I don't know of any supermarkets hosting breathing technique workshops, but many in the Washington are extending their hours over the next few days to create a little extra breathing space in those aisles.
Washington area Whole Foods stores are open well past 10 p.m. this week; the Arlington store is staying open until midnight on Wednesday. Several area locations (Arlington, Rockville, Silver Spring, Tenleytown, Vienna) are open on Thanksgiving Day as well. Today, the P Street location (5-8 p.m.) is offering complimentary Zipcar rides home to haul those extra vittles.

All My Organic Market locations are open until 10 p.m. today and Wednesday, but are closed on Thanksgiving. Folks on a gluten-free diet, you are in for a treat: MOM's has compiled a handy-dandy GF checklist that is helpful no matter where you shop. A big high-five to MOMs for this service.

And the area's two Wegman's stores, which are typically open late, will be open on Thanksgiving.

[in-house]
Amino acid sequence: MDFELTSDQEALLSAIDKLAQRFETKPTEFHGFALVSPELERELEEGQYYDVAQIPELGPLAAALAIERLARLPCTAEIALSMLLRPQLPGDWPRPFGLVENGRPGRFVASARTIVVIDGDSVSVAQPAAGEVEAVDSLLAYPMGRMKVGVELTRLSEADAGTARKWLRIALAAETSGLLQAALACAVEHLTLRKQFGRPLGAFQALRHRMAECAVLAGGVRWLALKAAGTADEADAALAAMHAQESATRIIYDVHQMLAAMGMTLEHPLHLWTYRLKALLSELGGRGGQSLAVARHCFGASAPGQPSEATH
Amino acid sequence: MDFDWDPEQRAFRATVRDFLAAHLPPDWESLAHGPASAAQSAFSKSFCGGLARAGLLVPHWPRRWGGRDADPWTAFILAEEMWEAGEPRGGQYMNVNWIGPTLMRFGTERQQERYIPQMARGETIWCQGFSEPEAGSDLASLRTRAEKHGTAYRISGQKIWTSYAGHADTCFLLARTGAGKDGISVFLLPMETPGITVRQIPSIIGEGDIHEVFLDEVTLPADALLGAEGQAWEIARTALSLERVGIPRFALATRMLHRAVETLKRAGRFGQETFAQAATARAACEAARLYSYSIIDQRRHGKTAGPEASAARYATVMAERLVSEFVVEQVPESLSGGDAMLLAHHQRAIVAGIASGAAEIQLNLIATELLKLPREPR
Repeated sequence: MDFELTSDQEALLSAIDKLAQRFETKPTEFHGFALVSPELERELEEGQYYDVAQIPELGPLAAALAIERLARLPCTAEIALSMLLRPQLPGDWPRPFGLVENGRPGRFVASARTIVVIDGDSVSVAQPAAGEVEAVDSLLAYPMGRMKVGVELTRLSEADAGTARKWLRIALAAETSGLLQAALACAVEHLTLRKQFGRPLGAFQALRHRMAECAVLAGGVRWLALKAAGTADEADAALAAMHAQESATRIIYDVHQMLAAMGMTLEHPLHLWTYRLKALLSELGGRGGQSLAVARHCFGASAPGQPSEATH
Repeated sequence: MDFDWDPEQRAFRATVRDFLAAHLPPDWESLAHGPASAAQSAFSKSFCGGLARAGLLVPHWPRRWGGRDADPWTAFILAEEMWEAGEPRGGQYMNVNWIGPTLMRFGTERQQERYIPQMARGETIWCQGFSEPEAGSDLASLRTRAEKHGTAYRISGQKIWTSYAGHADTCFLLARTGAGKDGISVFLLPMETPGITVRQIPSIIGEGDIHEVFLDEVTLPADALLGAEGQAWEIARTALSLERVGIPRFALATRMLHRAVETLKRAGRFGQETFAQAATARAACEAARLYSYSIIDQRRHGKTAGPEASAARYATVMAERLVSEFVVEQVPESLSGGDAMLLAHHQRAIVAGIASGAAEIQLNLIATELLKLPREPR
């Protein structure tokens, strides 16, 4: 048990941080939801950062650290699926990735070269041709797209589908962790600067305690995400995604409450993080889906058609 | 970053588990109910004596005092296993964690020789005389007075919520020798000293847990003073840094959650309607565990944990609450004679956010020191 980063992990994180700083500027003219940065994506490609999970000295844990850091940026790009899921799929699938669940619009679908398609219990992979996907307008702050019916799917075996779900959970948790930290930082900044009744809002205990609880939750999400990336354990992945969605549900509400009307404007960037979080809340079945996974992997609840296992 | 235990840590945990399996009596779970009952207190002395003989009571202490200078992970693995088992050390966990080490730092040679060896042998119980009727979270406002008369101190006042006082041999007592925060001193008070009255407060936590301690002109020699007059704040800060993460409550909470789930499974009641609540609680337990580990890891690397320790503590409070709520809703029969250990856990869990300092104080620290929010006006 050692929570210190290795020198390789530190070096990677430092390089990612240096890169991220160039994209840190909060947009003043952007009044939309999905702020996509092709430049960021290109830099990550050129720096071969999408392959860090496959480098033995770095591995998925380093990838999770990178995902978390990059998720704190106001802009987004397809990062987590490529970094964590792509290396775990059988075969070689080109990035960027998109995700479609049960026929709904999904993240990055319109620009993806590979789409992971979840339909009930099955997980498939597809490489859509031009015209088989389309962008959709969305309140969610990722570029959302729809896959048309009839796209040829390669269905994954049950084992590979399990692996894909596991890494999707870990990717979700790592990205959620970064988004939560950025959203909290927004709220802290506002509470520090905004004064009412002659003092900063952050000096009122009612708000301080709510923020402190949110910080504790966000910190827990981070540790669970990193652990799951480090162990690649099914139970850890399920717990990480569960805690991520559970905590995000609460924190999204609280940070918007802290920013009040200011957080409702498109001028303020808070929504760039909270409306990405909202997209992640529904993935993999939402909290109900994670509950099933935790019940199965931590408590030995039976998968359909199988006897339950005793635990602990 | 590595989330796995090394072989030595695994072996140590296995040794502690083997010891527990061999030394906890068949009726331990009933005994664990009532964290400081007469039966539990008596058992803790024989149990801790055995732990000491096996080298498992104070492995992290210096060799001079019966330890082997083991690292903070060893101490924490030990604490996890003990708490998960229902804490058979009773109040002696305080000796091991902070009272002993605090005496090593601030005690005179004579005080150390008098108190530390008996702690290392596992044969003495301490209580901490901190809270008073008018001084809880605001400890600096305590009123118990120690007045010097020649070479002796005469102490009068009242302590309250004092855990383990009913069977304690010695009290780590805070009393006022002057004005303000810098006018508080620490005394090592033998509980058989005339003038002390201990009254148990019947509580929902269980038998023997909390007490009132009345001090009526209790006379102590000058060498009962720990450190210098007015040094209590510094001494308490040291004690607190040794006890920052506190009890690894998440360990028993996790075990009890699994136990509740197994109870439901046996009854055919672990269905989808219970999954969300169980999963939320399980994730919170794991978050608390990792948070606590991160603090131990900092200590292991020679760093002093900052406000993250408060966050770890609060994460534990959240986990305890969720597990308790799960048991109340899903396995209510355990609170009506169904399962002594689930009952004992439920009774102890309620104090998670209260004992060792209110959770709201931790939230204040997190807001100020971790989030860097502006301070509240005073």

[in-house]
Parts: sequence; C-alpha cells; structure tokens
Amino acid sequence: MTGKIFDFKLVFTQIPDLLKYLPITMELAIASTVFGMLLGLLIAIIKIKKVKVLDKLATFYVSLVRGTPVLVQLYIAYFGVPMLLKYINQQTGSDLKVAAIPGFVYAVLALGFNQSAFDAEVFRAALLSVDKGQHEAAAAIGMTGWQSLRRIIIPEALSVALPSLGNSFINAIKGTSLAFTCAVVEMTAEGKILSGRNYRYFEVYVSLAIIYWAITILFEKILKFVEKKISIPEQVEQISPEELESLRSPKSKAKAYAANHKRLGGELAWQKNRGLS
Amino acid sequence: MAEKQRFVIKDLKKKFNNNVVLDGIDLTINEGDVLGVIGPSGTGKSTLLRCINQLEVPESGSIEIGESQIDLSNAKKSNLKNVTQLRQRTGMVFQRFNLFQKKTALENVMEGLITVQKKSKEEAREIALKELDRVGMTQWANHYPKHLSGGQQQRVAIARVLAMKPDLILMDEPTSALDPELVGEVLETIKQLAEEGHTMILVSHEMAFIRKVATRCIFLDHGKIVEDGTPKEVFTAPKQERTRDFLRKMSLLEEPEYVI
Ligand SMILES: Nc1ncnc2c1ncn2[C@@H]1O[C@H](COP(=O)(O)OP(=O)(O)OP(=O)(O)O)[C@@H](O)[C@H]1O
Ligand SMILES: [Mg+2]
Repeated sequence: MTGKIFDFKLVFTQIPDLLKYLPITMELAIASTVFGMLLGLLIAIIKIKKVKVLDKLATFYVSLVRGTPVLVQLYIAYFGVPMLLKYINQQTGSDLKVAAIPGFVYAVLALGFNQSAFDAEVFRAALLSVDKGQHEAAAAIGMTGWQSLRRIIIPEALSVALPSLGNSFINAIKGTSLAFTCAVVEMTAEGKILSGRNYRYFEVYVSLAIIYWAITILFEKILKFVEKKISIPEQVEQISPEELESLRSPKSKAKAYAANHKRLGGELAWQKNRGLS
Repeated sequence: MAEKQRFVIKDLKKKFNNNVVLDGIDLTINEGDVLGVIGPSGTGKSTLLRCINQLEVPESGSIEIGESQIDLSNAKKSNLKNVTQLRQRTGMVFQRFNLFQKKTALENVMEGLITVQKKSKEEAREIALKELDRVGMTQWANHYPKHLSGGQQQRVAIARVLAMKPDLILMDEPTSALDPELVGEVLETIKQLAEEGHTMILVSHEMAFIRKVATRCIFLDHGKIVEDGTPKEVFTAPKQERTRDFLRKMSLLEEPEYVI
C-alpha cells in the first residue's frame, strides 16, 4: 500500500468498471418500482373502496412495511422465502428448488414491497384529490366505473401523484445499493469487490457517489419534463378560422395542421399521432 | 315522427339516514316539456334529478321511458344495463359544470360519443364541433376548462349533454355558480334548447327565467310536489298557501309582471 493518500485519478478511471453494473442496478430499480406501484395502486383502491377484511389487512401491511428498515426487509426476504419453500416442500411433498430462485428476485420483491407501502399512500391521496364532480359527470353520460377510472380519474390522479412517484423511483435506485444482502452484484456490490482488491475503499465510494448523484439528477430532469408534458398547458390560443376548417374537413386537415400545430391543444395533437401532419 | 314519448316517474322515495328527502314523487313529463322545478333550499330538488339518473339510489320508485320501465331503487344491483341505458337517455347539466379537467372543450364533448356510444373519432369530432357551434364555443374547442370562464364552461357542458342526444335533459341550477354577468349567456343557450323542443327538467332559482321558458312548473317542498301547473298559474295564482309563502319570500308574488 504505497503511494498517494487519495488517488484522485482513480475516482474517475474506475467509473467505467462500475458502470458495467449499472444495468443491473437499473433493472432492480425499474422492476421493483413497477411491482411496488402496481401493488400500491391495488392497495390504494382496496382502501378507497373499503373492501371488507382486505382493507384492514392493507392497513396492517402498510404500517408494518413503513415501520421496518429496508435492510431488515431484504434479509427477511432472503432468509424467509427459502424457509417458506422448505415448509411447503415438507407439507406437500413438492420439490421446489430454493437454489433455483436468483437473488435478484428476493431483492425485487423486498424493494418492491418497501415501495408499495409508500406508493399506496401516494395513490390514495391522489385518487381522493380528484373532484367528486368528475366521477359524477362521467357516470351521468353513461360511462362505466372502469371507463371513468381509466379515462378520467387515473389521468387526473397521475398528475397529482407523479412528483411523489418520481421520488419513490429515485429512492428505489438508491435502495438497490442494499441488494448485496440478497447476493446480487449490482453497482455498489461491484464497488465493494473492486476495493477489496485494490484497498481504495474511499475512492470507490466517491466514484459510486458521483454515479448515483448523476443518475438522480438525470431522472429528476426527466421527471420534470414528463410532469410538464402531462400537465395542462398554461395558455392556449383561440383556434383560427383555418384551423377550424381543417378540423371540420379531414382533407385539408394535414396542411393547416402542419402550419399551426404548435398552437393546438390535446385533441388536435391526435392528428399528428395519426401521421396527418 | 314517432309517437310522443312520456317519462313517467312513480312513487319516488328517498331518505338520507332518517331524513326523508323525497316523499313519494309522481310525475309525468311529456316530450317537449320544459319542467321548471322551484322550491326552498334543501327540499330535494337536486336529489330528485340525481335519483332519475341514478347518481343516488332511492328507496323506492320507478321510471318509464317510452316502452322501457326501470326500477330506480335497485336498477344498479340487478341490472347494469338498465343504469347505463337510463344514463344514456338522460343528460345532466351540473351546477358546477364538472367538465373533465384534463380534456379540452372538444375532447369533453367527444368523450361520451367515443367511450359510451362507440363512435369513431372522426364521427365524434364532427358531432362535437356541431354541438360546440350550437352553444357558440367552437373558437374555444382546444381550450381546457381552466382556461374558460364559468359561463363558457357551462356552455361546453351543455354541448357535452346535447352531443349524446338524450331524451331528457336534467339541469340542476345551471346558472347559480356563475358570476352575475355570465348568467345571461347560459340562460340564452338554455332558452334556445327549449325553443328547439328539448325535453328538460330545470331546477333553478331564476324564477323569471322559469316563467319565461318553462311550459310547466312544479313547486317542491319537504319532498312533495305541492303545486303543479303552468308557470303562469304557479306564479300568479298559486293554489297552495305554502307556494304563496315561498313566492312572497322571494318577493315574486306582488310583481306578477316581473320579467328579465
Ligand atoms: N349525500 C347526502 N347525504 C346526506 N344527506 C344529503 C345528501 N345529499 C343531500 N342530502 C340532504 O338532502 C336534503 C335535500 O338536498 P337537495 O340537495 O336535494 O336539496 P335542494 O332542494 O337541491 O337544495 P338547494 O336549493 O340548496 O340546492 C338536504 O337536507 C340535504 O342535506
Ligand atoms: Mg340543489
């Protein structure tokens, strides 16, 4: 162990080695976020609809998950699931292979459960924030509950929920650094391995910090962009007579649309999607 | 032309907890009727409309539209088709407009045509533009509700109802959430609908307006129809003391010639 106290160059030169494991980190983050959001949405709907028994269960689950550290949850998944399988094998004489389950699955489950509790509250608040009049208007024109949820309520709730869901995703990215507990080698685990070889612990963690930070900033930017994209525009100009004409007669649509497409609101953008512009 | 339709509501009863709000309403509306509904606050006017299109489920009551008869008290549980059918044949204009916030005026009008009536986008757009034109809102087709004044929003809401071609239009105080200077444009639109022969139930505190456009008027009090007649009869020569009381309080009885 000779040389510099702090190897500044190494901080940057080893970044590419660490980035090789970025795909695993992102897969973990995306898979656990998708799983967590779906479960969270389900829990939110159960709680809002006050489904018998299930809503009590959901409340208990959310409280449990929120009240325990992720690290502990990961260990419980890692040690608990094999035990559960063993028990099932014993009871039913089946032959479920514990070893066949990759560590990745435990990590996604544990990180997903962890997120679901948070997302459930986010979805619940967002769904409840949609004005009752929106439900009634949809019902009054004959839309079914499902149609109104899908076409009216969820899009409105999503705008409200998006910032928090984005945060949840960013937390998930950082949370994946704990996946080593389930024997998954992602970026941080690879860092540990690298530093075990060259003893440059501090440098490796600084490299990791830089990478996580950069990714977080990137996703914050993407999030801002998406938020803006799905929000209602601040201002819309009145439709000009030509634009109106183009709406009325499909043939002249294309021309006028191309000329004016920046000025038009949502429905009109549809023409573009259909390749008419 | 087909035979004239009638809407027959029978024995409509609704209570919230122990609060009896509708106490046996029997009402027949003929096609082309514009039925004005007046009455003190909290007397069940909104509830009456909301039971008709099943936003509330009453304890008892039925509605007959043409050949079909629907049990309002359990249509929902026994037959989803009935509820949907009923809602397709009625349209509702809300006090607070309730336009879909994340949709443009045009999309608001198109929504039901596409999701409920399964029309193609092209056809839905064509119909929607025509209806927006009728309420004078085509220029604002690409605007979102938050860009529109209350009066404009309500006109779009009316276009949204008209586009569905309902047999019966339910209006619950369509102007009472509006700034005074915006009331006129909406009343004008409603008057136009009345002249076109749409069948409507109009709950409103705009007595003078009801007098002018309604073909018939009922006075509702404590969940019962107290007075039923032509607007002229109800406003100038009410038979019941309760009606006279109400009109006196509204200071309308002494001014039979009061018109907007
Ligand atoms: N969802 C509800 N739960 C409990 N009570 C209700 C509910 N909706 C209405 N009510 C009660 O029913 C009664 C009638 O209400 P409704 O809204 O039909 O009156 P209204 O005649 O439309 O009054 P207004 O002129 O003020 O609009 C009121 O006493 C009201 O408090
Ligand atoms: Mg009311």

Where the thigh meets the eye: But keep that thermometer away from the bone! (Kim O'Donnel)

During last week's special Thanksgiving chat, a reader asked if I could get graphic about the location of the turkey's inner thigh, the area where you want to take its temperature and test for doneness. The photo, to the near right, which I took this weekend, should say it all -- the part of the leg that practically meets the torso -- but without touching the bone (which will yield an inaccurate reading). By the way, you want that area to read 165-170 degrees, tops.